United States President Donald Trump welcomed American pastor Andrew Brunson to the Oval Office, celebrating his release from nearly two years of confinement in Turkey that had sparked a diplomatic row with a key ally and outcry from US evangelical groups.
- Andrew Brunson’s return to the United States comes at a good time for US President Donald Trump
- It will likely be popular with evangelical Christian voters ahead of the November mid-term election
- Turkey will also be hoping the release proves beneficial, helping ease tariffs on aluminium and steel
Mr Brunson, who returned to the United States aboard a military jet shortly before their meeting, appeared to be in good health and good spirits.
He thanked Mr Trump for working to secure his freedom and then led his family in prayer for the President.
“You really fought for us,” he told Mr Trump.
“From a Turkish prison to the White House in 24 hours, that’s not bad,” Mr Trump said.
Administration officials cast the pastor’s release as vindication of Mr Trump’s hard-nosed negotiating stance, saying Turkey tried to set terms for Mr Brunson’s release, but Mr Trump was insistent on Mr Brunson’s release without conditions.
Mr Trump maintained there was no deal for Brunson’s freedom, but the President dangled the prospect of better relations between the US and its NATO ally.
“We do not pay ransom in this country,” Trump said.
Where previous administrations kept negotiations over US prisoners held abroad close to the vest, Mr Trump has elevated them to causes celebres, striking a tough line with allies and foes alike.
Pastor Andrew Brunson’s release could prove a boost to Mr Trump’s hopes in November’s mid-term election. (AP Photo: Emre Tazegul)
Trump hopes for mid-term boost, Turkey for eased tariffs
Trump thanked Turkey’s President, Recep Tayyip Erdogan, who had resisted the demands of Mr Trump and other high-level US officials for Mr Brunson’s release.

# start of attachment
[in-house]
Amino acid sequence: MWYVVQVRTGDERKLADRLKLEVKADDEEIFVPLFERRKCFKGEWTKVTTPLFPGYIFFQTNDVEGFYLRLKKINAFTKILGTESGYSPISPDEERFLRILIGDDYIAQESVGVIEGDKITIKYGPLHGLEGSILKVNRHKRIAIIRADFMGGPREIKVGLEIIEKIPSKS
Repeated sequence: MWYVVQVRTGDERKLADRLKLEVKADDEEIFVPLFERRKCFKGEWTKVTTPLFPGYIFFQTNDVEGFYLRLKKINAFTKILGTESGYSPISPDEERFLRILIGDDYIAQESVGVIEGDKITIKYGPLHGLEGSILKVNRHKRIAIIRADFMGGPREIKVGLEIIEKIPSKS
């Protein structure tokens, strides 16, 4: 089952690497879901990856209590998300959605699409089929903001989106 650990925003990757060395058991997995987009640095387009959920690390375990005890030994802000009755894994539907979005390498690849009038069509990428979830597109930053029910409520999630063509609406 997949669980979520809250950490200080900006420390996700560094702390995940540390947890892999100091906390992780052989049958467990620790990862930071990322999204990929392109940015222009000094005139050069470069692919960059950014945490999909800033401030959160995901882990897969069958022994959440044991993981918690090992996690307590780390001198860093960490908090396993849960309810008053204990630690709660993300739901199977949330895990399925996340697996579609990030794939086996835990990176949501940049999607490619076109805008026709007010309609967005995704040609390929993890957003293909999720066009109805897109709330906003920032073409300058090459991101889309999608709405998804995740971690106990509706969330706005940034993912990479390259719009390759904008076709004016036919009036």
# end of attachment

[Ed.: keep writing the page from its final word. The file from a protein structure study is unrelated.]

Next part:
Donald Trump tweet: “There was NO DEAL made with Turkey for the release and return of Pastor Andrew Brunson. I don’t make deals for hostages. There was, however, great appreciation on behalf of the United States, which will lead to good, perhaps great, relations between the United States & Turkey!”
Mr Erdogan had insisted that his country’s courts are independent, though he previously had suggested a possible swap for the American pastor.
The US had repeatedly called for Mr Brunson’s release and, this year, sanctioned two Turkish officials and doubled tariffs on steel and aluminium imports citing in part Brunson’s plight.
Mr Trump said the US greatly appreciated Mr Brunson’s release and said the move “will lead to good, perhaps great, relations” between the US and fellow NATO ally Turkey, and said the White House would “take a look” at the sanctions.
Mr Erdogan said he hoped the two countries will continue to cooperate “as it befits two allies”.
Turkey may also hope the US will now lift the tariffs on Turkish steel and aluminium imports, a move that would inject confidence into an economy rattled by high inflation and foreign currency debt.
The Turkish President also called for joint efforts against terrorism, and he listed the Islamic State group, Kurdish militants and the network of a US-based Muslim cleric whom Turkey blames for a failed coup in 2016.
Turkey’s President Recep Tayyip Erdogan said he hoped the relationship would improve between the countries. (AP )
Mr Brunson’s homecoming amounts to a diplomatic high note for the US President, who is counting on the support of evangelical Christians for Republican candidates in the November 6 midterm election.
Thousands of Mr Trump’s supporters cheered at a Friday-night rally in Ohio when he informed them that Mr Brunson was once again a free man.
Mr Trump asked Mr Brunson and his family which candidate they voted for in 2016, saying he was confident they had gone for him.
“I would like to say I sent in an absentee ballot from prison,” the pastor quipped, before praying that God grant Mr Trump “supernatural wisdom”.
Evangelical voters overwhelmingly voted for Mr Trump despite discomfort with his personal shortcomings, in large part because he pledged to champion their causes, from defending persecuted Christians overseas to appointing conservative justices to the Supreme Court.
In the space of seven days, less than a month from the midterm elections, Mr Trump delivered on both fronts.
Mr Brunson’s case has been championed by prominent evangelical leaders such as Tony Perkins, as well as Vice President Mike Pence.